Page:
Back on the Mainland
We drove 211 miles today but covered more ground than that as we took the ferry across the Sound of Sleat from Armadale on Skye’s Sleat Peninsula to Mallaig on the Scottish mainland. From there it was a short 43 mile drive to Fort William, our present location & stop for tonight. We’re still in the Highlands, but only just & only for one more night. After entering them on day 4, we’ll leave the Highlands tomorrow, day 9, spending the rest of our time in the county (2 days) in the Lowlands. The so-called Lowlands they may be but we’re sure Scotland has a few more highs in store for us.
Day 9 || September 18, 2014
Posting Location: Irvine, Aryshire
Today, September 18, 2014, was/is a momentous day in Scottish history. It’s independence referendum day. I’ve just posted about how special it is to be here on this day & as I type now the votes have been cast and the country, & the world, awaits the word, a simple ‘Yes’ or ‘No’, of the Scottish people. Earlier today, & while Scots were voting on their future, we kept busy. Very busy. We saw an historic steam train in motion; we saw an historic canal in action; we saw a great big, hulking lump of rock, Scotland’s highest; we saw a great big glen, Scotland’s most scenic; & we saw a great big loch (lake), Scotland’s largest. Oh, and we also finished the loop, returning to the outskirts of Glasgow, Scotland’s largest city, 9 days after we first arrived and 7 days after first leaving it. Yep, all in the one day, 147-mile day 9, the penultimate day of the ongoing road trip.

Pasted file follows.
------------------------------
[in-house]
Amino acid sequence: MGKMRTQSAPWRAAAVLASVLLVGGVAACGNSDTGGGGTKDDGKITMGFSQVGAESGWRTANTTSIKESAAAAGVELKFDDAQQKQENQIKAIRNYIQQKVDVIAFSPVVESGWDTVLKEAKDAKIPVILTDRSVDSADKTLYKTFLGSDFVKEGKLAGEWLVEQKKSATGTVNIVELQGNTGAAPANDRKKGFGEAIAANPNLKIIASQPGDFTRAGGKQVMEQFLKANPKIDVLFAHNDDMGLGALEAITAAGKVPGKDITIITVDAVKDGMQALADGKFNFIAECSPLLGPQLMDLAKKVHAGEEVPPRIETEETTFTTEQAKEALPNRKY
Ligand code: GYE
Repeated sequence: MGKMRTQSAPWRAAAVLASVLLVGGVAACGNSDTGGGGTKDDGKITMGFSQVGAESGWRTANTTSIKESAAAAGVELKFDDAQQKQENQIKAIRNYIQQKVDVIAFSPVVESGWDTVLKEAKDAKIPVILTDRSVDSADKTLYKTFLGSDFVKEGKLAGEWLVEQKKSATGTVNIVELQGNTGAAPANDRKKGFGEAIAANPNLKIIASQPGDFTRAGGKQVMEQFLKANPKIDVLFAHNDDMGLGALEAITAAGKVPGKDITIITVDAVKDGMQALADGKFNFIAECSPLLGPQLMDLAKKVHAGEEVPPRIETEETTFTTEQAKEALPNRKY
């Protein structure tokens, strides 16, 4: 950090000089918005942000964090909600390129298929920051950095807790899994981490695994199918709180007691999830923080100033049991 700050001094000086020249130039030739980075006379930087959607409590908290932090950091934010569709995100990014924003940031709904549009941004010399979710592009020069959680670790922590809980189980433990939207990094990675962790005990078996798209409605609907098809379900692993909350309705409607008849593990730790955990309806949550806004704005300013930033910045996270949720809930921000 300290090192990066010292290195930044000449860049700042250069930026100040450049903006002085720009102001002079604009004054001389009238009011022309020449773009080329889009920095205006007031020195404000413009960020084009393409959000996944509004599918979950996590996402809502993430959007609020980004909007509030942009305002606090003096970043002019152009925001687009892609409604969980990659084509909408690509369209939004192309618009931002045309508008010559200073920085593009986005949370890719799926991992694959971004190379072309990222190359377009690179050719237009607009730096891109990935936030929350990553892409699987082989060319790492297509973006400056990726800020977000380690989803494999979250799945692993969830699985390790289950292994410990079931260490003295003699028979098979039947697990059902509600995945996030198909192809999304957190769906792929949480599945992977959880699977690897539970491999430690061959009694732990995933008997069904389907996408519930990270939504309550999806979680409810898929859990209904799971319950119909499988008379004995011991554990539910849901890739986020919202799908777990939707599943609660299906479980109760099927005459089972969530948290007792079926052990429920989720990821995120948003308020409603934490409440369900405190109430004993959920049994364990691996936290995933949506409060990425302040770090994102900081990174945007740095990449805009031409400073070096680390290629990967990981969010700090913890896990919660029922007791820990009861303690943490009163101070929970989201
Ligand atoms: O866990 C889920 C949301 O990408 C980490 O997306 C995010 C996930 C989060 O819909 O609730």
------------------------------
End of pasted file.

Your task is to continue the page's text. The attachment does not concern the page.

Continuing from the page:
The Jacobite || An Historic Steam Train
Caledonian Canal || An Historic Canal
We drove the short distance (4 kilometres) from Fort William to Banavie primarily to see the locks of the Caledonian Canal. However, we got more than we bargained for as not long after we arrived The Jacobite passed through Banavie Station (as shown in the above picture) and a vessel stared its west coast/Atlantic Ocean to east coast/North Sea journey through the locks of the canal.
– Robert Southey (1774-1843), poet, commenting on the Neptune’s Staircase of the Caledonian Canal
Ben Nevis || A great Gig, Hulking Lump of Rock
– Denise Mina, Scottish crime writer and playwright
Glen Coe || A Great Big Glen
We drove the short distance (26 kilometres) from Fort William to Glen Coe, often considered one of the most spectacular and beautiful places in Scotland.
Loch Lomond || A Great Big Loch
Some 75 kilometres beyond Glen Coe we reached the northern reaches of Loch Lomond, a freshwater loch lying on the Highland Boundary Fault, the boundary between the Scottish Highlands & Lowlands.
High To Low
One really gets an appreciation for how small Scotland is when within the space of a less than an hour you can drive from the peaceful calm of Highland glens, lakes & one-lane roads to the bustle of rush hour traffic on clogged multi-lane motorways on the outskirts of Glasgow, the country’s biggest city. That happened to us today en route from Loch Lomond and the Trossachs National Park to Irvine in Aryshire, our present location & overnight location for tonight, day 9 of the road trip. Yes, we’re well & truly out of the Highlands now. We’re in the home straight now with only one day left of this adventure.
Day 10 || September 20, 2014
Posting Location: Ary, Aryshire
It felt like we were on a mission today, the final day of our 10-day jaunt around Scotland. And I guess we were. We had two boxes we still wanted to tick and so today we drove some 191 miles in doing so, for a complete 10-day road trip total of 1,468 miles (2,362 kilometres). First up was Lockerbie, a town in Dumfriesshire not too far (30 kilometres or so) from the border with England, a sleepy town that was forever changed by the events of December 21, 1988.
The Lockerbie Bombing